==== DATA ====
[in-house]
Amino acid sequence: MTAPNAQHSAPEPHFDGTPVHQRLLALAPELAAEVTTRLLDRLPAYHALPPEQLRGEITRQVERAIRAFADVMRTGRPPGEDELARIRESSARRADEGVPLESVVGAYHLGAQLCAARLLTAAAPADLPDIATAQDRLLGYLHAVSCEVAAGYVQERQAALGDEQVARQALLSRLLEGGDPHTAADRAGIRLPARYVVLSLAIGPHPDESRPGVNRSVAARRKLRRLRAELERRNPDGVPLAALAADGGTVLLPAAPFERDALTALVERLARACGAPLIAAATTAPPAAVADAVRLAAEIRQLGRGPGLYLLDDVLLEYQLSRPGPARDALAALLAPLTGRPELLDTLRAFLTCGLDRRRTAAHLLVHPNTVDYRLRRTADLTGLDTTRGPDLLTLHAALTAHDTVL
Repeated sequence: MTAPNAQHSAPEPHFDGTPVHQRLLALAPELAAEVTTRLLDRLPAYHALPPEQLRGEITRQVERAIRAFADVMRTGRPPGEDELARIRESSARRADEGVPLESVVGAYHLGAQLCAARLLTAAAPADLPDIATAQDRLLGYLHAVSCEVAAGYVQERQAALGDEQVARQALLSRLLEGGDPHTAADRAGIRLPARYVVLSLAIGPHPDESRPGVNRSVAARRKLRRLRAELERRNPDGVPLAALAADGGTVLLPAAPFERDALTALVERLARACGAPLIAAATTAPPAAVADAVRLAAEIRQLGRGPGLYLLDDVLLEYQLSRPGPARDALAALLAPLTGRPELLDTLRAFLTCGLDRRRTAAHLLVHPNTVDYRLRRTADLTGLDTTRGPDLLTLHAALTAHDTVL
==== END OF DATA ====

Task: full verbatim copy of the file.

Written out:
[in-house]
Amino acid sequence: MTAPNAQHSAPEPHFDGTPVHQRLLALAPELAAEVTTRLLDRLPAYHALPPEQLRGEITRQVERAIRAFADVMRTGRPPGEDELARIRESSARRADEGVPLESVVGAYHLGAQLCAARLLTAAAPADLPDIATAQDRLLGYLHAVSCEVAAGYVQERQAALGDEQVARQALLSRLLEGGDPHTAADRAGIRLPARYVVLSLAIGPHPDESRPGVNRSVAARRKLRRLRAELERRNPDGVPLAALAADGGTVLLPAAPFERDALTALVERLARACGAPLIAAATTAPPAAVADAVRLAAEIRQLGRGPGLYLLDDVLLEYQLSRPGPARDALAALLAPLTGRPELLDTLRAFLTCGLDRRRTAAHLLVHPNTVDYRLRRTADLTGLDTTRGPDLLTLHAALTAHDTVL
Repeated sequence: MTAPNAQHSAPEPHFDGTPVHQRLLALAPELAAEVTTRLLDRLPAYHALPPEQLRGEITRQVERAIRAFADVMRTGRPPGEDELARIRESSARRADEGVPLESVVGAYHLGAQLCAARLLTAAAPADLPDIATAQDRLLGYLHAVSCEVAAGYVQERQAALGDEQVARQALLSRLLEGGDPHTAADRAGIRLPARYVVLSLAIGPHPDESRPGVNRSVAARRKLRRLRAELERRNPDGVPLAALAADGGTVLLPAAPFERDALTALVERLARACGAPLIAAATTAPPAAVADAVRLAAEIRQLGRGPGLYLLDDVLLEYQLSRPGPARDALAALLAPLTGRPELLDTLRAFLTCGLDRRRTAAHLLVHPNTVDYRLRRTADLTGLDTTRGPDLLTLHAALTAHDTVL